US-based biopharmaceutical firm Gilead Sciences has reported results from a placebo-controlled, Phase IIa challenge trial of its investigational oral RSV fusion inhibitor ‘GS-5806’ in healthy adult patients intranasally infected with respiratory syncytial virus (RSV).
The trial achieved its primary and secondary endpoints of lower viral load, improvements in total mucus weight and also symptom diary score compared to placebo.
RSV is a pathogen that infects the human respiratory tract, leading to bronchiolitis and pneumonia.
The double-blind, placebo-controlled challenge trial was designed to evaluate the effect of GS-5806 on AUC RSV viral load (primary endpoint), as well as on mucus weight and total symptom score (secondary endpoints).
A total of 140 healthy adults aged 18-45 were admitted into a clinical research quarantine unit where they received a clinical strain of RSV intranasally and were then monitored for 12 days.
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In the trial, patients in the first four groups were randomised 1:1 to receive GS-5806 (50mg on day one and 25mg on days two to five) or matching placebo for five days.
University of Tennessee School of Medicine professor of pediatrics John DeVincenzo said no effective antiviral treatment currently exists for RSV infection, which is a major cause of serious respiratory infections.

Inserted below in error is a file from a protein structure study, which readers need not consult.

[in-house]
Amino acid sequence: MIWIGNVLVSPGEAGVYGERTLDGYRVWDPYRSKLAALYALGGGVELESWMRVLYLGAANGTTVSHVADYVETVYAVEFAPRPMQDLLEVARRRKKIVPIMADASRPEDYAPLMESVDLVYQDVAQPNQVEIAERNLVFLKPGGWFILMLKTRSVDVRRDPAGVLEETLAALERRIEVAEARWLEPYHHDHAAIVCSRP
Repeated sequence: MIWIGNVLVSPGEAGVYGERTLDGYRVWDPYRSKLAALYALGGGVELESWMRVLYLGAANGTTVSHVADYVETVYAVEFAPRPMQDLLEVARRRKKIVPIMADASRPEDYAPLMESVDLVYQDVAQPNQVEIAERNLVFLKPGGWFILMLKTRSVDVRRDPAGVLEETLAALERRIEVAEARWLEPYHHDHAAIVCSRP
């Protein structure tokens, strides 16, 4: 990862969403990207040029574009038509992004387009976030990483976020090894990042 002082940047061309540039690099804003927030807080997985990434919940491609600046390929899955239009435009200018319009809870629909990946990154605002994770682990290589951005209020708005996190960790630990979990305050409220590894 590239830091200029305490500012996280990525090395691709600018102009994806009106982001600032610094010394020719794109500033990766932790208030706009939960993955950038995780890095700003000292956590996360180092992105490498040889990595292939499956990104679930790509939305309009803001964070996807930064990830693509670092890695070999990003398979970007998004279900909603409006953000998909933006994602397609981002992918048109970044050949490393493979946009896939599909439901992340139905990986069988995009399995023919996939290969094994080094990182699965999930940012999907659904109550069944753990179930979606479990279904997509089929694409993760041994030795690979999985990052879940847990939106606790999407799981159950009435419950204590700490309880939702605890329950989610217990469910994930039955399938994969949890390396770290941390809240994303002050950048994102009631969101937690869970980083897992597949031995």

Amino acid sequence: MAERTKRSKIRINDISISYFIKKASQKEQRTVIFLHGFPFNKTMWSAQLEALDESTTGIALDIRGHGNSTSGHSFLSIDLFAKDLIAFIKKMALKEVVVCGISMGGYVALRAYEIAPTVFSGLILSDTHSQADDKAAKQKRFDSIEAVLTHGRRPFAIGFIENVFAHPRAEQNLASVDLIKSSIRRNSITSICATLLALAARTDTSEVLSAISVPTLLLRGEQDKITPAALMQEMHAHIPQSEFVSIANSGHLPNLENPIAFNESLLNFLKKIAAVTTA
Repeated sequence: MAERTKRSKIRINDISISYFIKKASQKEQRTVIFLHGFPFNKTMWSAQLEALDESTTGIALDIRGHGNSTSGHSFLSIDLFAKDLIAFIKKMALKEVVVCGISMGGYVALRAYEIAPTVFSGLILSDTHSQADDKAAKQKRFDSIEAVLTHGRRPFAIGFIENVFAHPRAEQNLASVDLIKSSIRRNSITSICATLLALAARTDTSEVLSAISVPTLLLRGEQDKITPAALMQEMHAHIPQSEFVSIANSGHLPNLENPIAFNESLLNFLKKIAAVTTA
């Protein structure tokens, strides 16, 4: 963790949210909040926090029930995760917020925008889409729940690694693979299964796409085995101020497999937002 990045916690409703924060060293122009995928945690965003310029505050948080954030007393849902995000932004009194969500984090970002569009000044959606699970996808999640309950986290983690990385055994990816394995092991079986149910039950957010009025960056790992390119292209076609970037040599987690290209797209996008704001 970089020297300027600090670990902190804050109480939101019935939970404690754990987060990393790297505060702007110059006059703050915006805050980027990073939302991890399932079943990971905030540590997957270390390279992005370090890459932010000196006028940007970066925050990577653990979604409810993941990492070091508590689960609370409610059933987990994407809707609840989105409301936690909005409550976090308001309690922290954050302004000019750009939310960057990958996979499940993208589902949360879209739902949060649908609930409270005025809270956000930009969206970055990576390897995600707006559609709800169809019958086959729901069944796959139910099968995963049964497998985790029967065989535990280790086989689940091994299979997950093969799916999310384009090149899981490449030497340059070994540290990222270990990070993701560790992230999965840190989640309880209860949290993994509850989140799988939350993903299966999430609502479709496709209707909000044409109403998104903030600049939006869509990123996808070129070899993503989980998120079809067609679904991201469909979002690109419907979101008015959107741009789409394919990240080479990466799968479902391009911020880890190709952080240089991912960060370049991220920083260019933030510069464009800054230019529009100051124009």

"Based on the reductions in RSV viral load and clinical symptoms, as well as the safety profile observed in this adult challenge study, clinical trials in naturally infected patients should now be explored," DeVincenzo said.
Primary efficacy analysis focused on the pre-specified quarantine phase of the trial (Cohorts 1-4) of healthy volunteers with demonstrated RSV infection before treatment.
From 54 patients in Cohorts 1-4, GS-5806 treatment resulted in a 99.9% reduction in the viral load, according to the company.
The results showed that mean total mucus weight after treatment and mean change from baseline total symptom diary score also were significantly lower for GS-5806-treated patients.
The company said that mean total mucus weight during the five days after the first dose was 6.9g for GS-5806 compared to 15.1g for placebo-treated patients, a treatment difference of 8.2g.
Image: This electron micrograph depicts the Respiratory Syncytial Virus (RSV) pathogen. Photo: courtesy of Kauczuk.